Manners & Misdemeanors
The 20 Most Common Punctuation Mistakes We All Make
You're either not using enough commas-or you're using way too many.
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The blue books and grammar packets of middle school may seem a little fuzzy now, but it's never too late to brush up on the writing basics. Get a quick refresher on those colon and comma rules ASAP, before you fire off an email to the boss.

OMITTING COMMAS FOR NONESSENTIAL ELEMENTS


Anything that modifies a sentence without changing its meaning — whether it's a word, phrase or clause — should go in between a pair of commas. For example, the "however" in this sentence adds contrast, not clarification.

SETTING OFF ESSENTIAL INFORMATION WITH COMMAS


Likewise, any info pertinent to the sentence's meaning should not get commas. Helpful hint: The word "that" always signals essential elements, while the word "which" indicates inessential elements.

SPLICING THE COMMA


Comma splices occur when a comma separates two independent clauses. If each part could stand on its own as a complete sentence, you need to break them up. Add a coordinating conjunction like "and" or "but," or use a period or semicolon instead.

JOINING SENTENCES WITH A COLON


Quick recap: Semi-colons usually join related independent clauses, while colons often introduce a list or quotation. A period can split up two separate statements as well.

USING TOO MANY COMMAS


Between nonessential elements and coordinating conjunctions, the number of necessary commas can add up fast. To limit the number of distracting pauses, stylish writers nix the "ands" and "buts," dividing independent clauses into stand-alone sentences.

WRITING RUN-ON SENTENCES


Similar to a comma splice, a complete lack of punctuation between two independent clauses is also a big no-no. Insert a semicolon or period for a quick fix.

PUTTING A COLON AFTER A FRAGMENT


Most people know to put a colon before a list, but that's not always the case. If the preceding part sounds like an incomplete sentence on its own, skip it.

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USING SINGLE QUOTES OUTSIDE OF DOUBLE QUOTES


There's a lot of misinformation floating around about single quotation marks, including using them for short phrases, internal thoughts or dubious information. Luckily, the rule is quite simple. Only use them inside quotations when the person whom you're quoting is quoting something else.

USING HYPHENS TO SET OFF PHRASES


Those horizontal lines aren't interchangeable. Longer en or em dashes should bookend any interrupting information instead of shorter hyphens. Most word processors will automatically create them when you type two hyphens in a row.

COMBINING TWO WORDS WITH A DASH


On the other hand, use hyphens to combine two words or numbers into a single concept. The smaller lines can also connect prefixes like self- or ex-.

PUTTING SENTENCE-ENDING PUNCTUATION OUTSIDE OF QUOTES


This one's easy-peasy. Periods, question marks and exclamation points all go before the closing quotation mark.

USING OXFORD COMMAS INCONSISTENTLY


It's a heated debate among grammarians, but there's no definitive rule about using the Oxford comma, or the comma that goes before the last item in a list. Your best bet? Side with one school of thought and stick with it.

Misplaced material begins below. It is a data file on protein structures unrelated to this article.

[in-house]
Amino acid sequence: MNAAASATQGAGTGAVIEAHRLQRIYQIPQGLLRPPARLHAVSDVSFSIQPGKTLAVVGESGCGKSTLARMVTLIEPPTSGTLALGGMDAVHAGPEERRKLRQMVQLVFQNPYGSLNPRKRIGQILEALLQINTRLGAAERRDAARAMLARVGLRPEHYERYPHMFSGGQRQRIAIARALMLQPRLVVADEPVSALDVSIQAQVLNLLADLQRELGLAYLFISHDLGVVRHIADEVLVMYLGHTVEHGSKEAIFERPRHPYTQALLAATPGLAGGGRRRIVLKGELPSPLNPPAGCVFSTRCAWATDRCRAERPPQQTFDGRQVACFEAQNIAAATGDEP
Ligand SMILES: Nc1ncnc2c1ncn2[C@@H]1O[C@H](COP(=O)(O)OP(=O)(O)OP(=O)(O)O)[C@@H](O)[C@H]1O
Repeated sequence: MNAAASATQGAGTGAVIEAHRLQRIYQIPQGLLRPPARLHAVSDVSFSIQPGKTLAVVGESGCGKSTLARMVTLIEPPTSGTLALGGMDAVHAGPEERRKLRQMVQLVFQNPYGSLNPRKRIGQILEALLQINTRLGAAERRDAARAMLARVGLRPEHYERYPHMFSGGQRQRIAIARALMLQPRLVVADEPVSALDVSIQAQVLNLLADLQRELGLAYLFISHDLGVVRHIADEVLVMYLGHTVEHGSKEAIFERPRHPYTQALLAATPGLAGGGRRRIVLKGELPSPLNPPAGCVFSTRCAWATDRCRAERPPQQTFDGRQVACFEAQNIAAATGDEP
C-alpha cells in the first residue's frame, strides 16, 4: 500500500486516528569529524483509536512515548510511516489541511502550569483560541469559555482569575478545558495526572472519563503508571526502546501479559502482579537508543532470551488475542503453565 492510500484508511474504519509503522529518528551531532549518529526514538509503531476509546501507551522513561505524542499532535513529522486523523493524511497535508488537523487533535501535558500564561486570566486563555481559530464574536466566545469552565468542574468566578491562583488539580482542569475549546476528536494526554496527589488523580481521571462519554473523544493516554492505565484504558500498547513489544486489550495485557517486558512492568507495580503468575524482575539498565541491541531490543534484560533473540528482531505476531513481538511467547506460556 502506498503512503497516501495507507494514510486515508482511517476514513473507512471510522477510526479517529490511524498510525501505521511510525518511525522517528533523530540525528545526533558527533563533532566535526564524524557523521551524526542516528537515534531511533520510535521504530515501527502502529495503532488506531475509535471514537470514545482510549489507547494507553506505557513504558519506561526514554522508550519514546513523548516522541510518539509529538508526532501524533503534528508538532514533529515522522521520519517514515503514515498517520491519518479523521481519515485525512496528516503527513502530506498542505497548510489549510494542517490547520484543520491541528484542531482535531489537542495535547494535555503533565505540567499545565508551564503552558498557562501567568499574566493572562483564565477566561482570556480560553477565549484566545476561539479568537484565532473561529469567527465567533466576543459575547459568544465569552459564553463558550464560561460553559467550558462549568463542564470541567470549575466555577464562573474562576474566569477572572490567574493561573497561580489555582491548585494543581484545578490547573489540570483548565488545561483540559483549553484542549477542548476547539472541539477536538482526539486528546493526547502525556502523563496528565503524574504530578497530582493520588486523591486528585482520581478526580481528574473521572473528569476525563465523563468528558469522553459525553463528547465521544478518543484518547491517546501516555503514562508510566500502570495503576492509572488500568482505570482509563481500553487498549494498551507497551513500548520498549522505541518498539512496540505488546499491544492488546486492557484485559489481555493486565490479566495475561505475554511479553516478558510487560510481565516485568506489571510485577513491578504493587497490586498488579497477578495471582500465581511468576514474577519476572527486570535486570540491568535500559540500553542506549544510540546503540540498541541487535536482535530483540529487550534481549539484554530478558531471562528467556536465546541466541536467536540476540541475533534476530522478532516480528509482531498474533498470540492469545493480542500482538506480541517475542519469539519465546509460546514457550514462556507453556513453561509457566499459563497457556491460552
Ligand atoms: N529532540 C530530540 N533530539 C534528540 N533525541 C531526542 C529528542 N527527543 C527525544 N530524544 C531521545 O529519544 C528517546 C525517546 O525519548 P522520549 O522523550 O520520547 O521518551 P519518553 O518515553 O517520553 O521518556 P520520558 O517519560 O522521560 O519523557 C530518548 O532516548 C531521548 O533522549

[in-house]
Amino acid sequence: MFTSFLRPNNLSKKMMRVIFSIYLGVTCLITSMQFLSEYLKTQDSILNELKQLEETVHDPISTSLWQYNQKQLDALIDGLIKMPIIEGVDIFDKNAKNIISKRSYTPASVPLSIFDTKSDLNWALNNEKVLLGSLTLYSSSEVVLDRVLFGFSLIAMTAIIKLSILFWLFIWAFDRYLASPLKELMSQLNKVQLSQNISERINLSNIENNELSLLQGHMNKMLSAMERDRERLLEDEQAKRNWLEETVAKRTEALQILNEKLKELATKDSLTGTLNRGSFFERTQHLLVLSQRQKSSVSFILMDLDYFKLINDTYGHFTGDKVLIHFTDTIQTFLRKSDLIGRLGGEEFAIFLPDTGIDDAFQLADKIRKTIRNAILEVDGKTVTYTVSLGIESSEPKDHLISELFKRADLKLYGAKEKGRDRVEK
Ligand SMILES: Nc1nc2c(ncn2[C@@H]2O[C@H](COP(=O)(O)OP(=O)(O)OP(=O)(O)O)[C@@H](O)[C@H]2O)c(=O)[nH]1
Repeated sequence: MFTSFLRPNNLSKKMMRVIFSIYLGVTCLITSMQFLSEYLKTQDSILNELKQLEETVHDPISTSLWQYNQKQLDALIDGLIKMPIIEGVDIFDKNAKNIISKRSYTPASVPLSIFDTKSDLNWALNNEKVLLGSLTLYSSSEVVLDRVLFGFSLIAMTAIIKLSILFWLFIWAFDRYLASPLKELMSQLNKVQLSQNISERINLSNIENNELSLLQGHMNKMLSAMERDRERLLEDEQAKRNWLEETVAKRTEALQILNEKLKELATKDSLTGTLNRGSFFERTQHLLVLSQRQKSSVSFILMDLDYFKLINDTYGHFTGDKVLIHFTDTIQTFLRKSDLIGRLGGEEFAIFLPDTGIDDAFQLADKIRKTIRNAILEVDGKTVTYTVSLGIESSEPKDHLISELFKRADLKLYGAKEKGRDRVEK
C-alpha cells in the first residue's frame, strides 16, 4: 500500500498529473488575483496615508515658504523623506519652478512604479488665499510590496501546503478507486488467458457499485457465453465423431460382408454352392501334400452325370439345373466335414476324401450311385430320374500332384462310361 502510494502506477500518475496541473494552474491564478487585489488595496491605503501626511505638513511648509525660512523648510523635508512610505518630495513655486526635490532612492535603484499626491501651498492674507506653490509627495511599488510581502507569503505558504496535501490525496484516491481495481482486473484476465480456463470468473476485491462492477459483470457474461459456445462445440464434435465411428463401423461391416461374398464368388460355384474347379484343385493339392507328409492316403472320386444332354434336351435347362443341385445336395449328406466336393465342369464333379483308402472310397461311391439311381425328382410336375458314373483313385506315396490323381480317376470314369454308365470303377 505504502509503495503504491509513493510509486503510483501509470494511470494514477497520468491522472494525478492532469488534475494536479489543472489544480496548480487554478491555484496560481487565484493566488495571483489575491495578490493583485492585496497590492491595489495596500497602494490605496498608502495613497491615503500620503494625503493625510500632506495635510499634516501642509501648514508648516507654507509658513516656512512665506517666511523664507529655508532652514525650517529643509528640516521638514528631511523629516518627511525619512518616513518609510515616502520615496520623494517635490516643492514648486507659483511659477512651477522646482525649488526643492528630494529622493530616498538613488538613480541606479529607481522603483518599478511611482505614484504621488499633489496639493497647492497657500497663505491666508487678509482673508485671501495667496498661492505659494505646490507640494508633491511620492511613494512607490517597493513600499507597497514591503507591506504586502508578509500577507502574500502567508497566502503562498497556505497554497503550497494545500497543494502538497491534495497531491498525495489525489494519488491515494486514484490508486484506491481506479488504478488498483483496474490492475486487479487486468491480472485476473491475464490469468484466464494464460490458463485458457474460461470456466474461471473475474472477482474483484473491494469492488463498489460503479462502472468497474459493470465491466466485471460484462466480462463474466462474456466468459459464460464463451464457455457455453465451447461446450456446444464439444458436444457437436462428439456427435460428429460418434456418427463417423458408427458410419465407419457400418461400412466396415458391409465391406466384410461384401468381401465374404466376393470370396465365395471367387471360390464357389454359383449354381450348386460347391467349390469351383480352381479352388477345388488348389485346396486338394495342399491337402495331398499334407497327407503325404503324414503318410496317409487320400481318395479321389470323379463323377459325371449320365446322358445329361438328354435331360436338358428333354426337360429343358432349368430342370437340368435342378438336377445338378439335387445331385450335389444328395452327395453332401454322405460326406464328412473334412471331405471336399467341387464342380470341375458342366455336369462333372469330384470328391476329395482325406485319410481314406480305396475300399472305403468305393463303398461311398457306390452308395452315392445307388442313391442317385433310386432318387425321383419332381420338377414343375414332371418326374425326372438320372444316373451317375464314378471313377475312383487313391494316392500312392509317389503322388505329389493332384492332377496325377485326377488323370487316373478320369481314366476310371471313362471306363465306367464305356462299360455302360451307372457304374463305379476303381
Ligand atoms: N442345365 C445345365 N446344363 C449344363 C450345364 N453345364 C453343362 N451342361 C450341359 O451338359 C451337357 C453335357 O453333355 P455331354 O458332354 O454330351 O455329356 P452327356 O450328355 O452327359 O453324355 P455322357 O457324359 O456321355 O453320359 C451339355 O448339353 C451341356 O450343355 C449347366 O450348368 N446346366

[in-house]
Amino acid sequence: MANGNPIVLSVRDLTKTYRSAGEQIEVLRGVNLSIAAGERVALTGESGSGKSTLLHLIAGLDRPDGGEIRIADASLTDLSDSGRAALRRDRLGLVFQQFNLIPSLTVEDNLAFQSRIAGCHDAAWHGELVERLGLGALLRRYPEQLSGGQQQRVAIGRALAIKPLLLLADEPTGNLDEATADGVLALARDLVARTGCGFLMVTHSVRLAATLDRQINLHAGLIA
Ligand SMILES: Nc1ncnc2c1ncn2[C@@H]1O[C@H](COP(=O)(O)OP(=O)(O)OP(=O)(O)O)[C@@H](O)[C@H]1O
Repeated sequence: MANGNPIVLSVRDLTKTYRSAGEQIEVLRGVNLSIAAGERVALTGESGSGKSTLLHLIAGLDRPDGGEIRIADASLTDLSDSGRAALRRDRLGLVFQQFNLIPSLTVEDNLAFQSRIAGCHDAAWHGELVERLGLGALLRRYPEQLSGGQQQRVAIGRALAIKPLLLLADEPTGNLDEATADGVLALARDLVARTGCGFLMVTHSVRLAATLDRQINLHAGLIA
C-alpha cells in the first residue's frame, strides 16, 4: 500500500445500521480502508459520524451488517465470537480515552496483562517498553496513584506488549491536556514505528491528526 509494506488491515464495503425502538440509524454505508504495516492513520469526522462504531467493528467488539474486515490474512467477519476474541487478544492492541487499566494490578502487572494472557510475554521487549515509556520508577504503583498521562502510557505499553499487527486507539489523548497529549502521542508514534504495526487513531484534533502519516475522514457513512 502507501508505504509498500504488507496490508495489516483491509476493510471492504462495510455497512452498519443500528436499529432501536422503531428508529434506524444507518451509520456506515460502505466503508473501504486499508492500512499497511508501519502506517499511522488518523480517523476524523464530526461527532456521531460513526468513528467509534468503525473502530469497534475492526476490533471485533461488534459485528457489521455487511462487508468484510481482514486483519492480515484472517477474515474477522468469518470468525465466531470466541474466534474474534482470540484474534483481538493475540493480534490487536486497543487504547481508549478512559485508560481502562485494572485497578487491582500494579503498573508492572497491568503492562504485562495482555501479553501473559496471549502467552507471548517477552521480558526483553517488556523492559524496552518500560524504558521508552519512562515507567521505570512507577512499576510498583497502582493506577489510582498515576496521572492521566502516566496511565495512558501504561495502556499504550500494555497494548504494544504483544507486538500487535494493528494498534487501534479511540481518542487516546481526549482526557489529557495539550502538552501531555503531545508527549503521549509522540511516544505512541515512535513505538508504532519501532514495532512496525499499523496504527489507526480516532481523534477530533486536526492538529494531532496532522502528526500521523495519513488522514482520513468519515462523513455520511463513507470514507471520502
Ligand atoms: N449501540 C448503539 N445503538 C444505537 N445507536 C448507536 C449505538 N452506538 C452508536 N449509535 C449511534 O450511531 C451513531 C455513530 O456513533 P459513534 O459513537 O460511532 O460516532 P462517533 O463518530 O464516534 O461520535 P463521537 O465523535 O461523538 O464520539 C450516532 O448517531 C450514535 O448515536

MIXING UP IT'S AND ITS


"Its" is possessive. "It's" replaces "it is." Got it?

PUTTING TWO SPACES AFTER A PERIOD


Anyone who's used a typewriter likely prefers the two-space rule, as the extra stroke helped distinguish new sentences. However, modern computer fonts automatically correct for spacing and legibility problems, prompting most style guides to advocate for a single space.

ADDING EXTRA APOSTROPHES


Personal pronouns like hers, his, its, yours, ours and theirs already indicate the possessive, so they don't need any punctuation indicating the fact. Pro tip: "Whose" implies ownership while "who's" stands for "who is" or "who has."

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ADDING UNNECESSARY QUOTES


They've invaded sentences, signs, and billboards for far too long. Superfluous quotation marks don't add emphasis like some typists assume. If anything, it makes the reader distrust whatever's inside them, like whether that bottle of "Pinot" is really just grape juice.

NOT HYPHENATING WORDS SERVING AS A SINGLE ADJECTIVE


In this case, the entire phrase "35-year-old" describes the word "woman." On the flip side, compound modifiers that go after a noun (e.g., the woman is 35 years old) don't get hyphens.

HYPHENATING ADVERBS THAT END IN -LY


Don't worry about any potential ambiguity. Words ending in -ly inherently indicate that they're modifying whatever's next, whether it's a noun or an adjective.

USING AM AND PM


While some style guides skip the abbreviating periods, a.m. and p.m. respectively stand for the Latin phrases ante meridiem (before midday) and post meridiem (after midday). Publications that follow AP style always write them in lowercase too.

OMITTING A COMMA AFTER E.G. OR I.E.


Besides the periods in between, most official guides recommend including a comma after each abbreviation. And if you're debating which one to use, remember that "i.e." equates to "that is," while "e.g." essentially means "for example."

From: Good Housekeeping US

This story originally appeared on Townandcountrymag.com.
* Minor edits have been made by the Townandcountry.ph editors.

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